King County Executive Dow Constantine may have been joking moments before he stood up to speak at the Snoqualmie Valley Chamber of Commerce luncheon last Wednesday, Feb. 25, but his tone changed dramatically when he shared his goals for the growth and direction of our region.
“We are the ones who are going to determine our future, and no one else,” Constantine assured the audience of about 100 people.
That future, he said, would reflect the area’s values, including opportunity for everyone willing to work hard to succeed, reverence and protection for the region’s natural beauty, trade and international relations, “upstream solutions” that address the causes of social problems, respect and care for local senior and veteran populations, and support for a vibrant cultural community.
Getting there might be an ambitious goal, he acknowledged, in light of the new presidential administration.
“As a region we of course are impacted by the decisions of a president,” he said. “When the president protects our environment, our region’s environment benefits. When the president denies climate change and opens up the oil spigots, we suffer in a number of different ways …. When a president advocates trade and stronger international ties, this region does better. When a president launches a trade war, our region, which is both a trading hub and the source of some of America’s finest exports, suffers.
“We are impacted by what a president does, any president. But we don’t have to do what a president says. We have our own mind, and we have the ability to go our own way, in many ways. We cannot allow what is happening in the other Washington, or elsewhere, to block the things that we need to do for our region to be successful.”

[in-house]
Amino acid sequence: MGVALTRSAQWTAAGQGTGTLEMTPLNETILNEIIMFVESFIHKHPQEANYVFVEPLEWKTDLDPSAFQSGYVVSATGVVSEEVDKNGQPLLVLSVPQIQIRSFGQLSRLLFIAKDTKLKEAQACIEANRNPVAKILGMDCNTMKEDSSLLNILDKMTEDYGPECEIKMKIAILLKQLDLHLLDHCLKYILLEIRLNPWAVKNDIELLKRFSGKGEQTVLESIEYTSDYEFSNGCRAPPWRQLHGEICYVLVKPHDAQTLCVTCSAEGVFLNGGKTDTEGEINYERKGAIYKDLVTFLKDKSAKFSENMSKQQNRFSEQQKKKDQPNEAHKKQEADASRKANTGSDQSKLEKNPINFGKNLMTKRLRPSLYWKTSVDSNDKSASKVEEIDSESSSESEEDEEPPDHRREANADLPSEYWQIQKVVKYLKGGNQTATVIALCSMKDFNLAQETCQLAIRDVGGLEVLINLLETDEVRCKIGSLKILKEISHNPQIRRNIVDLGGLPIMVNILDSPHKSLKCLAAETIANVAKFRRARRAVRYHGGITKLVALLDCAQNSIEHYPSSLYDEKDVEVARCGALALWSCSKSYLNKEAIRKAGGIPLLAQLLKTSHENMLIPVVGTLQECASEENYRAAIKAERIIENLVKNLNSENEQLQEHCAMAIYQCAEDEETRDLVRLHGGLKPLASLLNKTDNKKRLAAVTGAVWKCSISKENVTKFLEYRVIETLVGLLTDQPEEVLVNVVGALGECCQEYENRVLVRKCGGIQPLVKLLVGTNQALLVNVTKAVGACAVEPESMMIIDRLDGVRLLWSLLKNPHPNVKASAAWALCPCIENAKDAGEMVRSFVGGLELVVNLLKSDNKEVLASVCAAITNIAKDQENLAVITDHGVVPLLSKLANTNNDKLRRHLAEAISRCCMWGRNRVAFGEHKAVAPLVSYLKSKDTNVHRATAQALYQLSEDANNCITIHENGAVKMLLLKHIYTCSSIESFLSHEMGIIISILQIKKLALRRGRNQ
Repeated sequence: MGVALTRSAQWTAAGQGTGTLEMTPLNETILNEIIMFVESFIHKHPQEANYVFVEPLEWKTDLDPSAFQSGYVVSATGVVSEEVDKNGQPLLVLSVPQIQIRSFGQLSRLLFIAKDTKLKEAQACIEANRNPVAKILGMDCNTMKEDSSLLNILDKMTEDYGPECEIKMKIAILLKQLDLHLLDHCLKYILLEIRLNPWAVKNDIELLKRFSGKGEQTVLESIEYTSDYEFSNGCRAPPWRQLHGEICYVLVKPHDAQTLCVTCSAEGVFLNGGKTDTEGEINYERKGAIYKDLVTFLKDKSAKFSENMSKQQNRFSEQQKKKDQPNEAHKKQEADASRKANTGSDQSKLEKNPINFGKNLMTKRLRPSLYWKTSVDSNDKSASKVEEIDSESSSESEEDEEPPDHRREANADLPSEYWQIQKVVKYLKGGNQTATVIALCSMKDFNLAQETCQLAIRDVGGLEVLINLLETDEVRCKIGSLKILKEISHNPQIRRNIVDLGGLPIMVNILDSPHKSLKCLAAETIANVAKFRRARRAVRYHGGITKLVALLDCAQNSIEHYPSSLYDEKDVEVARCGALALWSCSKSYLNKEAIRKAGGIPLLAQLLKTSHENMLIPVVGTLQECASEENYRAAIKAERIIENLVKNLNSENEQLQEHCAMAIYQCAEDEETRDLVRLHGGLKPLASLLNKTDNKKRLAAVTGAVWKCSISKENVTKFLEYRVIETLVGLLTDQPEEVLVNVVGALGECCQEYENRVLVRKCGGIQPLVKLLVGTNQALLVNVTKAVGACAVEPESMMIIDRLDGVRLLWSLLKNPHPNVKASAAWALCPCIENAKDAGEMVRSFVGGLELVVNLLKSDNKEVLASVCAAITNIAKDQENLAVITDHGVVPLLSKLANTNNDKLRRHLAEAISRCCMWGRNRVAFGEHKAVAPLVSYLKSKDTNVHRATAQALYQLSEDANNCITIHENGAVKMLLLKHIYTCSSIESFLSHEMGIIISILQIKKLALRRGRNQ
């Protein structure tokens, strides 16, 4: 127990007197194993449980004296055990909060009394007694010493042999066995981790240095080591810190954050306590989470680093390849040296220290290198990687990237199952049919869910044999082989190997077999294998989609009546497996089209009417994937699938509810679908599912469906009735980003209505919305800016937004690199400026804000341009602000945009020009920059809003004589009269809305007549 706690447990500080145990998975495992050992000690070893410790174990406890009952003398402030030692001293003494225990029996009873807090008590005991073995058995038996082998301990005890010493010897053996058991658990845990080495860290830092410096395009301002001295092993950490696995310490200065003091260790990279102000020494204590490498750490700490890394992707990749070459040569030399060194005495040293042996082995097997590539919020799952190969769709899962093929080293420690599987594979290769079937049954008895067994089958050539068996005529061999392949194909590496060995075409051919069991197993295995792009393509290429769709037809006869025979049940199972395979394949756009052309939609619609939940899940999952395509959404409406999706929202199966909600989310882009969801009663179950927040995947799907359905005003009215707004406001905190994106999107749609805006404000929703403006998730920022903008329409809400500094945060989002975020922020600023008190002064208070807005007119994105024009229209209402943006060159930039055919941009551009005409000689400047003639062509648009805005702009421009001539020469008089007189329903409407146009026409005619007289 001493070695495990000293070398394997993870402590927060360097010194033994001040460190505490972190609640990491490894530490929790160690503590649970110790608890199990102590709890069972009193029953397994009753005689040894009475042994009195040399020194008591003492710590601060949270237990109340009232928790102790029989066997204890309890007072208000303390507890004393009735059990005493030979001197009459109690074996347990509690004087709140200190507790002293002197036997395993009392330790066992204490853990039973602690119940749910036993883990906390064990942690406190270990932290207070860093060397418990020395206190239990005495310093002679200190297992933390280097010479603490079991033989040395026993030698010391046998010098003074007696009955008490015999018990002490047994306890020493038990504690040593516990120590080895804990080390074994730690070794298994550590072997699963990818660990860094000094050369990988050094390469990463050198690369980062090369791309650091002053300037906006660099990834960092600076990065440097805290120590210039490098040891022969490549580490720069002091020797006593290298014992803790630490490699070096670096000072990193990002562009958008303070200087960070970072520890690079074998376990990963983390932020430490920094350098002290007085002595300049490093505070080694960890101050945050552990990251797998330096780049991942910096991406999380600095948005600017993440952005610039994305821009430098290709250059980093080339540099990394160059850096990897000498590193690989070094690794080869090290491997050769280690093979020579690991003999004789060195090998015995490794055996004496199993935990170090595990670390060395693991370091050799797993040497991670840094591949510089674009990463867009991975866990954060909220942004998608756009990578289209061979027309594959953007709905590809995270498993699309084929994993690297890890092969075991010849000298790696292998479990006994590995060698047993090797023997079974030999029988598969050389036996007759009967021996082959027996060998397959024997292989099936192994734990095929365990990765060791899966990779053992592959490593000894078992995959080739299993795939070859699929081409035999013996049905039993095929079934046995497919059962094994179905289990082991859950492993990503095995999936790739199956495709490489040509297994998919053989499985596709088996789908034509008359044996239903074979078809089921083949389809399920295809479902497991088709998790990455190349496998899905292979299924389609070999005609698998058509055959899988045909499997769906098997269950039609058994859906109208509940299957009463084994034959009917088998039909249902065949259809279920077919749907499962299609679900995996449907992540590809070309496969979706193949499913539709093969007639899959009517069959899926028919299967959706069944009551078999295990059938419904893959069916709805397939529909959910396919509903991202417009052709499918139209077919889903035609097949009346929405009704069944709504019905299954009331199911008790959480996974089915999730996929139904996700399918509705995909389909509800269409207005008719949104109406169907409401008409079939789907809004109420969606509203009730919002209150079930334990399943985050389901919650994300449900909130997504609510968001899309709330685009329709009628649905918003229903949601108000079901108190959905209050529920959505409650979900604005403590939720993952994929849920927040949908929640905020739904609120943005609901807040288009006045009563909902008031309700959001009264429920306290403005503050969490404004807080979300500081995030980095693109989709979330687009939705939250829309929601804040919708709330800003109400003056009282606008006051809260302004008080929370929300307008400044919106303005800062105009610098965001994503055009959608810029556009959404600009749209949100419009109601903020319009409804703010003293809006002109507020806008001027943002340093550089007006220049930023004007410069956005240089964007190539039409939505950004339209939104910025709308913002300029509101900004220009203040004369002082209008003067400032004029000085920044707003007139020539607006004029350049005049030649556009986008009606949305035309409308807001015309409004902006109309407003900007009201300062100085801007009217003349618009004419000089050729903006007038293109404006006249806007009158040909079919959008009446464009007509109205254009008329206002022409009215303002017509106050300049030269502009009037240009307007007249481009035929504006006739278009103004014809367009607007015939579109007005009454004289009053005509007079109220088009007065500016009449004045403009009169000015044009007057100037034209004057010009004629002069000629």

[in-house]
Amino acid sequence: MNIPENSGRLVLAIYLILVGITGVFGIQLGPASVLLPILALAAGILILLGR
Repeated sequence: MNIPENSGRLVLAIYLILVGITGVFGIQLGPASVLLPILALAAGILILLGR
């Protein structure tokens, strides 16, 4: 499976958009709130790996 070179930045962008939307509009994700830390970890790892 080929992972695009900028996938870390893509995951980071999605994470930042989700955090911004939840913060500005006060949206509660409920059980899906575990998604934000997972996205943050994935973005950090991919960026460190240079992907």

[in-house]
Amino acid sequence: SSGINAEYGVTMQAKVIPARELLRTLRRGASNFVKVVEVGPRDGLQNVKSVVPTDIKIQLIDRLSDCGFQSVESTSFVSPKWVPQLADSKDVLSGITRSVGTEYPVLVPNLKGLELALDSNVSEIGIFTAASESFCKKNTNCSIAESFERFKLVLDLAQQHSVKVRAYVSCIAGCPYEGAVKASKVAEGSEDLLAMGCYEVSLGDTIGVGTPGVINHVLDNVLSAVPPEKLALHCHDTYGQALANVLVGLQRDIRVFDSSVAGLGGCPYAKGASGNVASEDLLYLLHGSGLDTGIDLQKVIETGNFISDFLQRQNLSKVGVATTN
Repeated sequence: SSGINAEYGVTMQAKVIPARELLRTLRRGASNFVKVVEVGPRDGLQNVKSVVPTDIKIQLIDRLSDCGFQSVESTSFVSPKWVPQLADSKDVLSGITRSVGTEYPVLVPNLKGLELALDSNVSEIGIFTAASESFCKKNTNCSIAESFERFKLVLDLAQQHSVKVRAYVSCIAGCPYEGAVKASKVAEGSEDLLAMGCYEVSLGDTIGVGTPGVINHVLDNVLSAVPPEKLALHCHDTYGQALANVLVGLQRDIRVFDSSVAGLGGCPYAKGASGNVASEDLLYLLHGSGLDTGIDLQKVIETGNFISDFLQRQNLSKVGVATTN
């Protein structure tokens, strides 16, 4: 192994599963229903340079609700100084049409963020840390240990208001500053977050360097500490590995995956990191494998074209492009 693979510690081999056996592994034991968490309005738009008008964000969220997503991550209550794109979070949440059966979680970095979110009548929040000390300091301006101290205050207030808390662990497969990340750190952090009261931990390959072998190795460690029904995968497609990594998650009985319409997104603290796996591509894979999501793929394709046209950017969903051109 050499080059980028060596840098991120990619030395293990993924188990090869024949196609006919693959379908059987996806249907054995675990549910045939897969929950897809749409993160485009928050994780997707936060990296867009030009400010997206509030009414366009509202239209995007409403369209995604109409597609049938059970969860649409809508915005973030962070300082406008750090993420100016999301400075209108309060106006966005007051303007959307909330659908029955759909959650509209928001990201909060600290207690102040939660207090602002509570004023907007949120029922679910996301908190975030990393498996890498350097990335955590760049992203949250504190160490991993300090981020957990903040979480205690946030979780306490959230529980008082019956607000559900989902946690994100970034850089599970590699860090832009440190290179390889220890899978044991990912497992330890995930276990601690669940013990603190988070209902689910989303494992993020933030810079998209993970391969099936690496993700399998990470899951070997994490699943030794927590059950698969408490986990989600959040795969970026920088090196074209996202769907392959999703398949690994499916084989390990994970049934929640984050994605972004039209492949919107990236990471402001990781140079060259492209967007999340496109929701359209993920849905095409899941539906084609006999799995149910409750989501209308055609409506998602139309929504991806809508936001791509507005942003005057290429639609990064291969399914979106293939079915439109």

Among the things that will make this region successful, he said, are its people, its world-class businesses, and its natural resources. He noted that the county, with partners began work on a vision “to finish the job of conserving the region’s highest-value open spaces, the farms, the forests that really define this region.”
Constantine then discussed the area’s growth. The region is growing by about 300 people per day, he said, and so are the needs for housing, infrastructure, and protection for our valued natural assets.
“Growth brings the prosperity that gives us the means to protect and enhance and restore the things we care about,” he said, thumping the podium with each word. “We just have to be smart about how we plan for it.”
One example of smarter planning is alternative transportation services, such as the county’s partnership with Snoqualmie Valley Transportation. Another was the county’s work to provide nearly 2,000 units of affordable housing, by loaning its credit rating to the King County Housing Authority.
Housing will be an important focus in the coming year, Constantine said, noting that the county last year received a $34 million grant from the federal Department of Housing and Urban Development, to help get people out of homelessness.
However, he said government subsidies are not the solution to the area’s housing struggle. Referring to the $34 million from HUD, he said, “You know how many that will get out of homelessness? A hundred and sixty-four…. It’s expensive once people fall all the way down.”
Instead, he advocated for public-private partnerships and “upstream solutions” such as the county’s new Best Starts for Kids program, funded by a voter-approved levy, to prevent problems before they start.
Constantine also advocated strongly for supporting veterans services and senior citizens and stated that the county was in the process of asking voters to renew the Veterans and Human Services levy.
The executive’s review of his plans was bookended by references to President Trump’s turbulent first days in office, a commitment to regional values, and confidence that “we are on the right track.”